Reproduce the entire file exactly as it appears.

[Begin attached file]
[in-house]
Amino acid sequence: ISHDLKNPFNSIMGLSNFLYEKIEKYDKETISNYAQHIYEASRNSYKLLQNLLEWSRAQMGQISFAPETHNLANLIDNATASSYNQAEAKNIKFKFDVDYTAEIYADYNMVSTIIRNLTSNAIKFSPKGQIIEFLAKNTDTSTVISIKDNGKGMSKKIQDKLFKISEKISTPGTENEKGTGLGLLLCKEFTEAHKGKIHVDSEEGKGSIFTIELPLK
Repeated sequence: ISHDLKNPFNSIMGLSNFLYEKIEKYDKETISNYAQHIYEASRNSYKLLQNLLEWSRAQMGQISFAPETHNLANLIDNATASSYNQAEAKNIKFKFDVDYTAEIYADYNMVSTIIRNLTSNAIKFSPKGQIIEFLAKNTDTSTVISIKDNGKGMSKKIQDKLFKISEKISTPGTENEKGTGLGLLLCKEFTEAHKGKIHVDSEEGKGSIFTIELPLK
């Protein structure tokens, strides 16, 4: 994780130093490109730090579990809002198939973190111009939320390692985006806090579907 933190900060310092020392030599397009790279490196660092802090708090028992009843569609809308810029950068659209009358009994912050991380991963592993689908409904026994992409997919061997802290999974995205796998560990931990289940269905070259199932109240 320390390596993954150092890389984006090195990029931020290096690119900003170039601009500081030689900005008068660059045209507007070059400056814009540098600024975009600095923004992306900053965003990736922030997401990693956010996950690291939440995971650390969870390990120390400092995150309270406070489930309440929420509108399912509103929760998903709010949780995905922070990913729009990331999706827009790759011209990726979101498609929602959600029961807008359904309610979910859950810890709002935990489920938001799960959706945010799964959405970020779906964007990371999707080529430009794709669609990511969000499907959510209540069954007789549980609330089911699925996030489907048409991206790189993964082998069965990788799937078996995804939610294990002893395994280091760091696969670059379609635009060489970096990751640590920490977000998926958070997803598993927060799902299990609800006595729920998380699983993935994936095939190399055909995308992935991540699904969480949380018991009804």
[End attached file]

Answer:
[in-house]
Amino acid sequence: ISHDLKNPFNSIMGLSNFLYEKIEKYDKETISNYAQHIYEASRNSYKLLQNLLEWSRAQMGQISFAPETHNLANLIDNATASSYNQAEAKNIKFKFDVDYTAEIYADYNMVSTIIRNLTSNAIKFSPKGQIIEFLAKNTDTSTVISIKDNGKGMSKKIQDKLFKISEKISTPGTENEKGTGLGLLLCKEFTEAHKGKIHVDSEEGKGSIFTIELPLK
Repeated sequence: ISHDLKNPFNSIMGLSNFLYEKIEKYDKETISNYAQHIYEASRNSYKLLQNLLEWSRAQMGQISFAPETHNLANLIDNATASSYNQAEAKNIKFKFDVDYTAEIYADYNMVSTIIRNLTSNAIKFSPKGQIIEFLAKNTDTSTVISIKDNGKGMSKKIQDKLFKISEKISTPGTENEKGTGLGLLLCKEFTEAHKGKIHVDSEEGKGSIFTIELPLK
């Protein structure tokens, strides 16, 4: 994780130093490109730090579990809002198939973190111009939320390692985006806090579907 933190900060310092020392030599397009790279490196660092802090708090028992009843569609809308810029950068659209009358009994912050991380991963592993689908409904026994992409997919061997802290999974995205796998560990931990289940269905070259199932109240 320390390596993954150092890389984006090195990029931020290096690119900003170039601009500081030689900005008068660059045209507007070059400056814009540098600024975009600095923004992306900053965003990736922030997401990693956010996950690291939440995971650390969870390990120390400092995150309270406070489930309440929420509108399912509103929760998903709010949780995905922070990913729009990331999706827009790759011209990726979101498609929602959600029961807008359904309610979910859950810890709002935990489920938001799960959706945010799964959405970020779906964007990371999707080529430009794709669609990511969000499907959510209540069954007789549980609330089911699925996030489907048409991206790189993964082998069965990788799937078996995804939610294990002893395994280091760091696969670059379609635009060489970096990751640590920490977000998926958070997803598993927060799902299990609800006595729920998380699983993935994936095939190399055909995308992935991540699904969480949380018991009804």